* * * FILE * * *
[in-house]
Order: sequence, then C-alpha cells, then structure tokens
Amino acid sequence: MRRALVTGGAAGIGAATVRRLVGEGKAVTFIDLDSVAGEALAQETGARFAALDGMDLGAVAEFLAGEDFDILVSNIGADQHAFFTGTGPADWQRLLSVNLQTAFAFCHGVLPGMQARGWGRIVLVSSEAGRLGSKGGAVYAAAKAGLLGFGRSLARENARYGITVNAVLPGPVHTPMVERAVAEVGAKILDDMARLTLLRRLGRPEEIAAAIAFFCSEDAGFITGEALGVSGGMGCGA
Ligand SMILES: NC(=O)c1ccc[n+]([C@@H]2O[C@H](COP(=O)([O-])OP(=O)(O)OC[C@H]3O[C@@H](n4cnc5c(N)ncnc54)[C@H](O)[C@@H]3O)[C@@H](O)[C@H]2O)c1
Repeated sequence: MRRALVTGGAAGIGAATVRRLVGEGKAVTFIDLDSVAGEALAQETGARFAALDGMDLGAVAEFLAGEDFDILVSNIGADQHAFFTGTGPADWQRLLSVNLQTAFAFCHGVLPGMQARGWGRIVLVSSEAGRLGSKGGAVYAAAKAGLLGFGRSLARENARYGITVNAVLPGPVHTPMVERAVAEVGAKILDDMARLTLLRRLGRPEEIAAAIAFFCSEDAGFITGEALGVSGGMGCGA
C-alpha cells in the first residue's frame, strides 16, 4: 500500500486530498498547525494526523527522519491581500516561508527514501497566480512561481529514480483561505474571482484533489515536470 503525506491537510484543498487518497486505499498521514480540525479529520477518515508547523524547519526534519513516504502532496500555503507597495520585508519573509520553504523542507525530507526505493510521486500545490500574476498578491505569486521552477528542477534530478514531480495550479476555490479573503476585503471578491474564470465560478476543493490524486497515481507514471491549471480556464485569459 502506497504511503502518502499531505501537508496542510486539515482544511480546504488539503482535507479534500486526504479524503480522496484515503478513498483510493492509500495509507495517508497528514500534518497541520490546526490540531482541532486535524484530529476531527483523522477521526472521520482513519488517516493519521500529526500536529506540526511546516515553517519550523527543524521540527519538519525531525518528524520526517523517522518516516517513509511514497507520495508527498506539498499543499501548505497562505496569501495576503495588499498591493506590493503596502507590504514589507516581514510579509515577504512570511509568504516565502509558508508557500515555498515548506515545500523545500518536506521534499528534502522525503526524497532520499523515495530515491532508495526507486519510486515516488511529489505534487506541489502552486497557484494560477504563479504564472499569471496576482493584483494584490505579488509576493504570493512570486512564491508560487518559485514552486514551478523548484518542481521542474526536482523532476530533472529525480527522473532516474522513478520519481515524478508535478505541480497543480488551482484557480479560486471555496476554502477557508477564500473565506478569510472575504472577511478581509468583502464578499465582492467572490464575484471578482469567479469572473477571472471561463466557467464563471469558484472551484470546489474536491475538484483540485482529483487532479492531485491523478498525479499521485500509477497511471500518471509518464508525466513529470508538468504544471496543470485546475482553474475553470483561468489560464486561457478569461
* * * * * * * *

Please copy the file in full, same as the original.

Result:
[in-house]
Order: sequence, then C-alpha cells, then structure tokens
Amino acid sequence: MRRALVTGGAAGIGAATVRRLVGEGKAVTFIDLDSVAGEALAQETGARFAALDGMDLGAVAEFLAGEDFDILVSNIGADQHAFFTGTGPADWQRLLSVNLQTAFAFCHGVLPGMQARGWGRIVLVSSEAGRLGSKGGAVYAAAKAGLLGFGRSLARENARYGITVNAVLPGPVHTPMVERAVAEVGAKILDDMARLTLLRRLGRPEEIAAAIAFFCSEDAGFITGEALGVSGGMGCGA
Ligand SMILES: NC(=O)c1ccc[n+]([C@@H]2O[C@H](COP(=O)([O-])OP(=O)(O)OC[C@H]3O[C@@H](n4cnc5c(N)ncnc54)[C@H](O)[C@@H]3O)[C@@H](O)[C@H]2O)c1
Repeated sequence: MRRALVTGGAAGIGAATVRRLVGEGKAVTFIDLDSVAGEALAQETGARFAALDGMDLGAVAEFLAGEDFDILVSNIGADQHAFFTGTGPADWQRLLSVNLQTAFAFCHGVLPGMQARGWGRIVLVSSEAGRLGSKGGAVYAAAKAGLLGFGRSLARENARYGITVNAVLPGPVHTPMVERAVAEVGAKILDDMARLTLLRRLGRPEEIAAAIAFFCSEDAGFITGEALGVSGGMGCGA
C-alpha cells in the first residue's frame, strides 16, 4: 500500500486530498498547525494526523527522519491581500516561508527514501497566480512561481529514480483561505474571482484533489515536470 503525506491537510484543498487518497486505499498521514480540525479529520477518515508547523524547519526534519513516504502532496500555503507597495520585508519573509520553504523542507525530507526505493510521486500545490500574476498578491505569486521552477528542477534530478514531480495550479476555490479573503476585503471578491474564470465560478476543493490524486497515481507514471491549471480556464485569459 502506497504511503502518502499531505501537508496542510486539515482544511480546504488539503482535507479534500486526504479524503480522496484515503478513498483510493492509500495509507495517508497528514500534518497541520490546526490540531482541532486535524484530529476531527483523522477521526472521520482513519488517516493519521500529526500536529506540526511546516515553517519550523527543524521540527519538519525531525518528524520526517523517522518516516517513509511514497507520495508527498506539498499543499501548505497562505496569501495576503495588499498591493506590493503596502507590504514589507516581514510579509515577504512570511509568504516565502509558508508557500515555498515548506515545500523545500518536506521534499528534502522525503526524497532520499523515495530515491532508495526507486519510486515516488511529489505534487506541489502552486497557484494560477504563479504564472499569471496576482493584483494584490505579488509576493504570493512570486512564491508560487518559485514552486514551478523548484518542481521542474526536482523532476530533472529525480527522473532516474522513478520519481515524478508535478505541480497543480488551482484557480479560486471555496476554502477557508477564500473565506478569510472575504472577511478581509468583502464578499465582492467572490464575484471578482469567479469572473477571472471561463466557467464563471469558484472551484470546489474536491475538484483540485482529483487532479492531485491523478498525479499521485500509477497511471500518471509518464508525466513529470508538468504544471496543470485546475482553474475553470483561468489560464486561457478569461